9. Assume a role in the group that confronts the devil’s advocate(s) in the group at every turn. I particularly like The Anthropologist and The Experimenter from Tom Kelley’s The Ten Faces of Innovation (now you know why it sits in the Recommended Reading list). Tom calls the Anthropologist role ‘the single biggest source of innovation at IDEO.’ And if you haven’t seen or heard IDEO in action, see my notes from the last Innovations in Social Marketing conference. The Experimenter focuses on the prototype building – or the ‘test it and see’ approach rather than giving into ideological and intellectual bull shitake. The Anthropologist goes into the field for answers and to experience what is really happening (rather than visiting the zoo or relying on the filtered views of others).
10. Focus on “Getting Together” rather than “Getting to Yes.” Behavior change starts with the planning group – the first priority audience that is key to success. What you believe are the important steps and processes to get to an effective program is not going to be shared with many others – at least at the beginning. You can try to be the persuasive, dictatorial, dominating, highhanded or authoritative manager of the group. However, you will find more long-term success by being the negotiator between factions (though the short-term consequences may have you thinking twice). Another book that should be on every social marketer’s reading table and a set of tools for every social marketer’s toolbox.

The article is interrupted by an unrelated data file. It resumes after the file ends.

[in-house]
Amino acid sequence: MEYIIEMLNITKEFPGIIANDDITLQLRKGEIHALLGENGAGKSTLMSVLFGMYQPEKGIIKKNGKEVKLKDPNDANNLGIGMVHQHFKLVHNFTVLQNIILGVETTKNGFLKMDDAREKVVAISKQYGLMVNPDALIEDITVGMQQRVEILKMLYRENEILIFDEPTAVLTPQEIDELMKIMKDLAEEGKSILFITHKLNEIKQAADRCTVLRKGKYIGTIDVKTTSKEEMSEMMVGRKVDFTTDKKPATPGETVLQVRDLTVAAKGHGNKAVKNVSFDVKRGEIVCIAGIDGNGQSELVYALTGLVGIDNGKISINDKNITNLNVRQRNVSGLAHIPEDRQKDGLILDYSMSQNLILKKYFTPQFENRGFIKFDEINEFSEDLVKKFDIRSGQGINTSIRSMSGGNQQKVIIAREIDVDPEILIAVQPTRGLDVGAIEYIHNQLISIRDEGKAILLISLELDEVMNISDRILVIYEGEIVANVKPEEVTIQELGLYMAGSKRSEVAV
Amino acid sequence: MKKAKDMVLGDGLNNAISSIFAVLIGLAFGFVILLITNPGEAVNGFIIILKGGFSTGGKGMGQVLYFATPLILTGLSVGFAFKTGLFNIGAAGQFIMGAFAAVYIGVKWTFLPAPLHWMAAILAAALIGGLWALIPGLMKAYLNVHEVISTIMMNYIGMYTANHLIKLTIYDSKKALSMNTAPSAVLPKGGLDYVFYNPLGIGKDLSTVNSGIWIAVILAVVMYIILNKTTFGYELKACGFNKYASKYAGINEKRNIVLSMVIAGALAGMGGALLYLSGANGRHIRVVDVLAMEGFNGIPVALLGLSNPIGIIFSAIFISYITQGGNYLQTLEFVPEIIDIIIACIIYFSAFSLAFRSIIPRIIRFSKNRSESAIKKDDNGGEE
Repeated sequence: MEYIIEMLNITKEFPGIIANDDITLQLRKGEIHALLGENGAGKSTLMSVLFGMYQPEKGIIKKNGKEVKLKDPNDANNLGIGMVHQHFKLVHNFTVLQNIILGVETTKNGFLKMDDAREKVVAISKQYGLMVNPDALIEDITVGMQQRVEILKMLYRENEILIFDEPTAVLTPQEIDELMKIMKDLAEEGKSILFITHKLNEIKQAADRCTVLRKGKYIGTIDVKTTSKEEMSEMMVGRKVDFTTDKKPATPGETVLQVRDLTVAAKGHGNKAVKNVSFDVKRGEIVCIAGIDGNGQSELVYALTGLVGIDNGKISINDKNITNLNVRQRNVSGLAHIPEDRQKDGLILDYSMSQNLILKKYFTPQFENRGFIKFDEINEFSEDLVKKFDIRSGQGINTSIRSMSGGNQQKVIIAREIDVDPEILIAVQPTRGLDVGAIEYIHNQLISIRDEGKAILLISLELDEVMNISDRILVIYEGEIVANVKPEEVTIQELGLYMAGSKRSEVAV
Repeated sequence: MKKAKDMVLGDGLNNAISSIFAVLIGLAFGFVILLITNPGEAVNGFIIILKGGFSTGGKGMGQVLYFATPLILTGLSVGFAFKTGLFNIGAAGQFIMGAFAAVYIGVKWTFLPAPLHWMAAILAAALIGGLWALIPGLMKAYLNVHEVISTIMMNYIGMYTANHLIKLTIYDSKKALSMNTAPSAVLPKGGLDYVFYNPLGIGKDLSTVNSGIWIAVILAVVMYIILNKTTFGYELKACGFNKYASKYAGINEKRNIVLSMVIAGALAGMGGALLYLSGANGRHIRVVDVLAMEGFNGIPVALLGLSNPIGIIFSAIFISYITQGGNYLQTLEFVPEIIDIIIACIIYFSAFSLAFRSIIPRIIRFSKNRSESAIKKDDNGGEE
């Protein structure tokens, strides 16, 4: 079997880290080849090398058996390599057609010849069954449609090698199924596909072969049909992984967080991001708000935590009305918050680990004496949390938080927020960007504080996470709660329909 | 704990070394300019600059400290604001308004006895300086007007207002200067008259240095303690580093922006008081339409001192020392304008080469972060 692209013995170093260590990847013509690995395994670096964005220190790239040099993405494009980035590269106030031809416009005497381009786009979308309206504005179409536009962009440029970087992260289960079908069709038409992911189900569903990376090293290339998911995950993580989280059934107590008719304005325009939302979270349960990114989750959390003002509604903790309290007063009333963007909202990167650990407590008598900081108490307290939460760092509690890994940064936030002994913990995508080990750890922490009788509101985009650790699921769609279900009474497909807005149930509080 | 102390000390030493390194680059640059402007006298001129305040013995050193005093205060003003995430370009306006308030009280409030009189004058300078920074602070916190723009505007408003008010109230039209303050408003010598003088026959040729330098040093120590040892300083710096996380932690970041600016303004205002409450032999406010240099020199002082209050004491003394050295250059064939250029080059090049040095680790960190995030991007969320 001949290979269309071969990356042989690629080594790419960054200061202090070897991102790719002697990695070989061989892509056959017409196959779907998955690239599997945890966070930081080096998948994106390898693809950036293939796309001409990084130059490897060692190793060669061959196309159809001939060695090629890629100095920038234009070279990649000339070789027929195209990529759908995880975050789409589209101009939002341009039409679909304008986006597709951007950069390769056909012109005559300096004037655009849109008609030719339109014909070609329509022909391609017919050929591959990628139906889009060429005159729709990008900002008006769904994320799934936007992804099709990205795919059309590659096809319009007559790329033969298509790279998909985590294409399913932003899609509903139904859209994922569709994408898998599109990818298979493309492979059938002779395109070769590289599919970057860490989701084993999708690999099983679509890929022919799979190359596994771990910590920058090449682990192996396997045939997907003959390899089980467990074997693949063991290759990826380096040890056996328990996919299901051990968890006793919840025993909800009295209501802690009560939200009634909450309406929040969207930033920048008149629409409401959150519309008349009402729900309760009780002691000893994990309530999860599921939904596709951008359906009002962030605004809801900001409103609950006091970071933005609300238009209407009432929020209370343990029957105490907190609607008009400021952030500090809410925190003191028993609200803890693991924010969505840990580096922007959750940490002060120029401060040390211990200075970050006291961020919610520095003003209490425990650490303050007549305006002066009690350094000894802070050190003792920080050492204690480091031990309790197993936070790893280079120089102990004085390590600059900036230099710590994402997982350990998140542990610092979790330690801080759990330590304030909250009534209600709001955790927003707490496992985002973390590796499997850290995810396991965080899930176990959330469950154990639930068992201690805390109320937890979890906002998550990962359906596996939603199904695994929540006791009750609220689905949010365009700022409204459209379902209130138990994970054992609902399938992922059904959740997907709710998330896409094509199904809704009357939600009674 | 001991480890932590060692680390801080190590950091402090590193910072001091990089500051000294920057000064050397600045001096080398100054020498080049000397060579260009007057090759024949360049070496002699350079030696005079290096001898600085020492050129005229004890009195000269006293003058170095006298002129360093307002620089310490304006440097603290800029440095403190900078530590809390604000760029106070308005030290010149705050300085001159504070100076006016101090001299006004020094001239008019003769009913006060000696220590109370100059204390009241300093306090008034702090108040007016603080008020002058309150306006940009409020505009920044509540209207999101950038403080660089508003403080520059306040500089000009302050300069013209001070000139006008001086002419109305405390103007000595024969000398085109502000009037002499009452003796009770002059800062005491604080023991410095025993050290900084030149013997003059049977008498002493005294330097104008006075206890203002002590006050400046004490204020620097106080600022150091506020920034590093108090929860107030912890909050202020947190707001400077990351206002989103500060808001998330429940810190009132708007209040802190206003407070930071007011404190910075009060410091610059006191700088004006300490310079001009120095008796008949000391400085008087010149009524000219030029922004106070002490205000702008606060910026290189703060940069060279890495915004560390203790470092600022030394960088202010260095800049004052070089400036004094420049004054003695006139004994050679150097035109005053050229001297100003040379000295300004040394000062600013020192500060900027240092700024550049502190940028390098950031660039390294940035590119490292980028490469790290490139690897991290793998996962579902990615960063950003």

And here are some other suggestion for improving your social marketing program.